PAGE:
dog behavior by Jim Burwell

Multiple Dog Chaos

“Thank goodness you’re here Jim!”  “My dogs are in chaos.”

dog behavior by Jim Burwell

He met me as I was just coming up the sidewalk. A dead give-away there is a lot more to work on once I get inside.

I was on the mark.

Two teen-aged dogs immediately charged, barked and jumped.

I am used to and expect to get some barking on entry. But this!

Tex, his Red Bone Coonhound/Mix was at full ear-piercing baying that made my teeth hurt!

Take Two on the Multiple Dog Entry

See what I mean Jim?

“I get it!” I said.

Let’s Try This Again But With Better Control

My instructions were clear:

Leash both dogs and:

Be ready to give both dogs, a “pre-stuffed” Kong at the first peep of the doorbell sound.

Timing is critical.
In Ed’s case with his two dogs I stood outside and rang the doorbell while Ed and his wife fed the dogs exceptionally high value food treats used only during this exercise.

This is important

We did about a dozen set-ups.
Now it was time to ring the bell and let myself in the house while they controlled the dogs.

There it was!

Doorbell.

Entry.

Peace and quiet.

They still have a lot of on-going exercises and work to do to insure peace and quiet when the doorbell rings unexpectedly. But it’s already so much better.

Practical solution that cured their dogs to seek them out for a stuffed Kong instead of charging the door. Much less stress and chaos.

Would that would be nice in your home?

With Multiple Dog Chaos, Practice Makes Perfect

Without establishing order using consistent rules and boundaries, you will continue to have multiple dog chaos.

We both know that most every dog owner with more than one dog (and many with only one dog) have difficulty at some time controlling their dogs when house guests arrive.

Here’s what I recommend that has worked with many, many dogs in the past. You might be surprised how simple it is.

Chaos to Calm

The very first thing is to understand that you should only train one dog at a time.
Secure all but one dog and train that dog.

Here’s the process for you:

  • Take your iPhone and record your doorbell ring. Make sure you put the phone next to the doorbell sound device on your wall.
  • Make sure that your recording does NOT have barking dogs in the background!
  • This pre-programmed ring will help you to get in the repetitions needed to begin re-programming your dog’s brain.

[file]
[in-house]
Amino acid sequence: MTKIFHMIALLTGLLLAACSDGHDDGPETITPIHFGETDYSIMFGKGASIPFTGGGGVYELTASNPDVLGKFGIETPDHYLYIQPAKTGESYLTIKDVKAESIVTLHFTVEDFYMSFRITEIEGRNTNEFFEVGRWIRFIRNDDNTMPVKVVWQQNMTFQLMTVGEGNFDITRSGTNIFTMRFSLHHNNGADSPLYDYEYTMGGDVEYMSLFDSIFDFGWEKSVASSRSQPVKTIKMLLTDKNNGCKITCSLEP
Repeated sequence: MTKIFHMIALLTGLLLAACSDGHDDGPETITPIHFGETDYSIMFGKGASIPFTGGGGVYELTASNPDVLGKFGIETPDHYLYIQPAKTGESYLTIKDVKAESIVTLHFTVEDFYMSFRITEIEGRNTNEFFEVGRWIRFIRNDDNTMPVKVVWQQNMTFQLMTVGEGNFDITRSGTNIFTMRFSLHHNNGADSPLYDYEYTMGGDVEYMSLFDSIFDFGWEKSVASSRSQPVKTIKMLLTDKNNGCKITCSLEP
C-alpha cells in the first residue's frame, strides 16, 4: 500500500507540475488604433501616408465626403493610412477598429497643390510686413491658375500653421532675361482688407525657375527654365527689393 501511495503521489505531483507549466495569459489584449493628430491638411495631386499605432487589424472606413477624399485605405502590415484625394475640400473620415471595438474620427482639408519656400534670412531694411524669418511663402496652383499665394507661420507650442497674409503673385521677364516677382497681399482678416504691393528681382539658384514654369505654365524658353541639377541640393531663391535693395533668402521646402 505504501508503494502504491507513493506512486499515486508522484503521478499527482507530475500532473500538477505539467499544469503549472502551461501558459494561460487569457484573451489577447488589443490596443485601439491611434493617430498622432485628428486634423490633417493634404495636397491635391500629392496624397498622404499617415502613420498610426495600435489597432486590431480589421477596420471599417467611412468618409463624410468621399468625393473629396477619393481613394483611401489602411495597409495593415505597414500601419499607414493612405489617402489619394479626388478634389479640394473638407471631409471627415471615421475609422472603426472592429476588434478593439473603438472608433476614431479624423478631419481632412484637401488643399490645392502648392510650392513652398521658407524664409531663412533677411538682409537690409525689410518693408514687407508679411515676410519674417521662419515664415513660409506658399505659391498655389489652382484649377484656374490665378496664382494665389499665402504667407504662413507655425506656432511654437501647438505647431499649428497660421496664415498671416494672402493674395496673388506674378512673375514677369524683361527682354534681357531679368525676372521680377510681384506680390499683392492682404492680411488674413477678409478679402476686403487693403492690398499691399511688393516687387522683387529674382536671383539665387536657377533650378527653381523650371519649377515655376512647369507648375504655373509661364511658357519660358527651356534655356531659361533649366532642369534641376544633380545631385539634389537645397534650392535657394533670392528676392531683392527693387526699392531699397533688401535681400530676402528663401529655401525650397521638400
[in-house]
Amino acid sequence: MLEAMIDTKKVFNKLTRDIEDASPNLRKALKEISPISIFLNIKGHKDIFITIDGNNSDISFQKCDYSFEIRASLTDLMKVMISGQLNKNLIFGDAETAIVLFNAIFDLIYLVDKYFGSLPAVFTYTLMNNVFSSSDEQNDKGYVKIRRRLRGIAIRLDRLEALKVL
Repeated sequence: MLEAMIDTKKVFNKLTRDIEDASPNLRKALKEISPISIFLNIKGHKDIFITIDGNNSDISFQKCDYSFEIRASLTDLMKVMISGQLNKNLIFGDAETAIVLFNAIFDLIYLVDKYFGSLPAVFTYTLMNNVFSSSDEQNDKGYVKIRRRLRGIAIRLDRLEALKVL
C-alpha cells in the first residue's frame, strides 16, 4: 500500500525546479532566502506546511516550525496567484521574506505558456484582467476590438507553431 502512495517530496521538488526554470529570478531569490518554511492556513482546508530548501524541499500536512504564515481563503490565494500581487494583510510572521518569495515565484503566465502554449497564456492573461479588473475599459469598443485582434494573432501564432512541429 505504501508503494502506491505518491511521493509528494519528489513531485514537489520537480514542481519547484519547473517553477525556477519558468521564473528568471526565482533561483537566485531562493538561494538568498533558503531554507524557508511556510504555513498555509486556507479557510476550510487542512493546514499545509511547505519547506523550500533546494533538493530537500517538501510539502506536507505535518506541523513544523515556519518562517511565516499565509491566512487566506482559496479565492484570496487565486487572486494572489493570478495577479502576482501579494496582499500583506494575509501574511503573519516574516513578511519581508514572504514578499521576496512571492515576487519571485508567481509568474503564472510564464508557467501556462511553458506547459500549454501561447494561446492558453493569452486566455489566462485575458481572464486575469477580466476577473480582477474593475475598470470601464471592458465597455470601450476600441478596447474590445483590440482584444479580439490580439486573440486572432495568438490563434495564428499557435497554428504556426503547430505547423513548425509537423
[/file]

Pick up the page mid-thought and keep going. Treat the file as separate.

• Get your first dog for training, get some very high value treats he only gets when he hears the doorbell.
  • Play the doorbell recording – feed your dog. Repeat this until he no longer barks at the sound.
  • Next, have someone hold your dog on leash and play the doorbell recording then you call your dog to you from across the room, praise/treat.
  • Repeat this until he’s getting really good.
  • Have someone actually ring the doorbell while holding your dog on leash until you call him to you.
  • When you hear the doorbell, call your dog. Praise/treat when he gets to you. Repeat.
  • Next, have one person take your dog to another room he might typically be in while person two rings the doorbell.
  • When you hear the doorbell, call your dog to you. Praise/treat when he arrives. Changing your dog’s starting point (different locations) helps him to generalize that no matter where he is, when the doorbell rings, he is to go to you.
  • Finally with your dog off leash, practice with random doorbell rings and with your dog in different rooms.

Don’t Forget the Basics

Make sure you put all your dogs on a Learn to Earn program in your home.

Require a sit for everything: their food, love and affection, going out doors and much more.

Begin 3 – two minute training sessions daily of sits and downs with each dog separately.

This allows you to develop a strong working relationship with each of your dogs.

If chaos is reigning at your house, begin the process to create calm.

Your dogs will be less stressed knowing exactly what you expect from them each and every time the doorbell rings.

Together We Can Raise A Happy and Obedient Dog

You got your dog for a reason. You wanted to share your life with a happy and loving dog. But now, your dog has big problems and life is not happy.

I can help you get that happy, well behaved dog back. We’ll work together at your speed and both you and your dog will have fun every step of the way.

6 replies
  1. Jim Burwell
    Jim Burwell says:

    Something motivates your dog. Maybe it a happy “Good Dog!”, but something motivates your dog. A food treat does NOT have to be a dog treat. I can be a small piece of a hot dog, or
    a piece of baked chicken. You just have to find out what it is.

  2. Darla Berry
    Darla Berry says:

    So two questions: 1) what if you’re not home but someone else (who may or may not be informed about the training) is or 2) what if no one is home? Thanks, Jim!

  3. Tamara
    Tamara says:

    This sounds like a great plan, but I have one dog who is not motivated by treats, no matter what you give her. She does not play with toys either. It is almost like she feels it is her job to guard the door. She does not jump on guests when they come in and calms easily, but she does bark incessantly until the door opens.

  4. Linda
    Linda says:

    All very well ,but,what if you have three large dogs and there is just tiny little you?Havoc is tremendous.When people come in they are jumped on then they finally settle after five minutes.They also have been known to fight when treating one without the other.Or giving one more attention than the other.

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